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Decedent Purposefully Excludes Sons from Will


By decree, Surrogate’s Court, Kings County, entered on or about September 8, 1992, which, upon a directed verdict after a jury trial, admitted to probate an instrument purporting to be the last will and testament of the deceased, unanimously affirmed, without costs.

We note first that the purported will itself, dated July 30, 1990, states that decedent was deliberately making no bequests of any significance to the objectants, his two sons, because he believed that they had excluded him from their lives. Evidence at trial established that decedent had not communicated with one son for some twenty years, had had a strained relationship with the other, and that his daughter, the proponent of the will and beneficiary of decedent’s house, commercial property, and residuary estate, had resided with and cared for decedent in his final years after he had suffered a debilitating stroke in December 1989.

Both medical and nonmedical evidence at trial established that decedent had difficulty speaking after suffering the stroke, but eventually regained some conversational capacity. Although decedent apparently was better able to converse in Yiddish, there is no credible evidence that he could not communicate in English. Several witnesses established that decedent, although handicapped verbally as a result of the stroke, still got around, albeit often by wheelchair, carried on his business affairs, and did not appear to be mentally infirm.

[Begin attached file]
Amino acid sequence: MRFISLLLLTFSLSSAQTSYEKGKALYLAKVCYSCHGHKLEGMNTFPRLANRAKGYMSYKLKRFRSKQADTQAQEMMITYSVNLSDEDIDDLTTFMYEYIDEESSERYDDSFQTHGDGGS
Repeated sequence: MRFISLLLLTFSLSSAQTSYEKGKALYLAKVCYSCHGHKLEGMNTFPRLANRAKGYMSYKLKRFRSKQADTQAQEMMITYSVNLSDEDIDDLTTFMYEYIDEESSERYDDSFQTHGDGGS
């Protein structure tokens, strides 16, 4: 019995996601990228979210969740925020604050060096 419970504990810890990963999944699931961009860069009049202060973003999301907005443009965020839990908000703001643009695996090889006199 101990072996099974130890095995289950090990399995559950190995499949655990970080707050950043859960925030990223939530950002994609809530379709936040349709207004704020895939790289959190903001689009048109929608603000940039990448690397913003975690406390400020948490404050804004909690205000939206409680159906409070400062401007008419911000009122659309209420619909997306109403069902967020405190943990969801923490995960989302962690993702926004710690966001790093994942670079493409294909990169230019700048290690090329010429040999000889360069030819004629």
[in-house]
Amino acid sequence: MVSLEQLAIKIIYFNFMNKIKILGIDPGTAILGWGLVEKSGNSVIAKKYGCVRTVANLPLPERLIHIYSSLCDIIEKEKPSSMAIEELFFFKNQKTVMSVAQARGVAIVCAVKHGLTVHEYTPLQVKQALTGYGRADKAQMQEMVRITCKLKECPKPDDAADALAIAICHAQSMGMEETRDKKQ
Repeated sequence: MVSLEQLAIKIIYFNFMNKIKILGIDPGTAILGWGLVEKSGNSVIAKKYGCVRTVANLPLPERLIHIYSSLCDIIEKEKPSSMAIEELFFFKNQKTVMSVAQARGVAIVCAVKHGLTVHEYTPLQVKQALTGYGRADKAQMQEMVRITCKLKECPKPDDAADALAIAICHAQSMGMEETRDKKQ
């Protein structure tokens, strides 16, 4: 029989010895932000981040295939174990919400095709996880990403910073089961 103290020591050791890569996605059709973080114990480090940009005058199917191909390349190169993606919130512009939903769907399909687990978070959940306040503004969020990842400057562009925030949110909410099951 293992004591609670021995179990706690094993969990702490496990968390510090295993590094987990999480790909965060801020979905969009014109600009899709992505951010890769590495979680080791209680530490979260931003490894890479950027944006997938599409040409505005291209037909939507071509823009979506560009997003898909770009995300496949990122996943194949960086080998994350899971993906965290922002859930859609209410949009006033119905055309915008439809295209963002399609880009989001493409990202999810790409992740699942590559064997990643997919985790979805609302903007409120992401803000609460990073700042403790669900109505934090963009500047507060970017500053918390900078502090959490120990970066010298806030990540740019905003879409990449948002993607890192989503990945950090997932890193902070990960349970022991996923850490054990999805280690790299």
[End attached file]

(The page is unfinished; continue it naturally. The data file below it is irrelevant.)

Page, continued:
The attorney who prepared the will in issue testified that decedent was cognizant, engaged in rational conversation, and acknowledged that he understood the terms of the will. During the conversation, decedent became emotional when discussing his sons, noting that he did not even know ZC’s son and that FF was out for himself and tended to avoid decedent, and explained to the attorney that these were the reasons why he wanted to change his will. The attorney also described the apartment’s physical appearance and address, as well as decedent himself, and decedent’s acknowledgment and execution of the will when the witnesses were called in. The witnesses, one of whom knew decedent personally, gave testimony that was consistent with that of the attorney.

While it was irregular for decedent to initial, out of the attorney’s presence, a subsequent change in a clause relating to the bequest of the house, under the circumstances it is clear what was intended, and the correction of this typographical error was not a sufficient basis to deny probate. We note that decedent bequeathed the house to his daughter in a prior 1982 will, propounded by objectants. There is no basis to disturb the Surrogate’s conclusion that the decedent’s initials were genuine.

We also find no basis to conclude that the person who signed the will was not decedent, that the execution of the will was the result of fraud, or that decedent did not have sufficient mental capacity to dispose formally of his assets or to have understood that he was executing his will. On the basis of the trial evidence, the Surrogate properly directed a verdict that the signature was genuine and that decedent did not lack the requisite mental capacity.

Since the narrow issue before the Surrogate concerned the authenticity of the signature and decedent’s capacity to execute the will, it was not an abuse of discretion for the Surrogate to preclude the introduction of evidence offered by objectants purporting to establish that the proponent had been converting decedent’s assets prior to his death.

Finally, with regard to the directed verdict on the issue of undue influence, we note that this probate proceeding has occasioned an acrimonious family battle, and that the proponent of the will is estranged from the remainder of her family and may have a difficult personality. Nevertheless, in view of testimony from other witnesses plausibly explaining decedent’s motives for changing his will, as well as the credible evidence that decedent, although physically limited, was still of sound mind, we find no basis to disturb the Surrogate’s finding that, as a matter of law, decedent’s execution of this instrument was not procured by undue influence.

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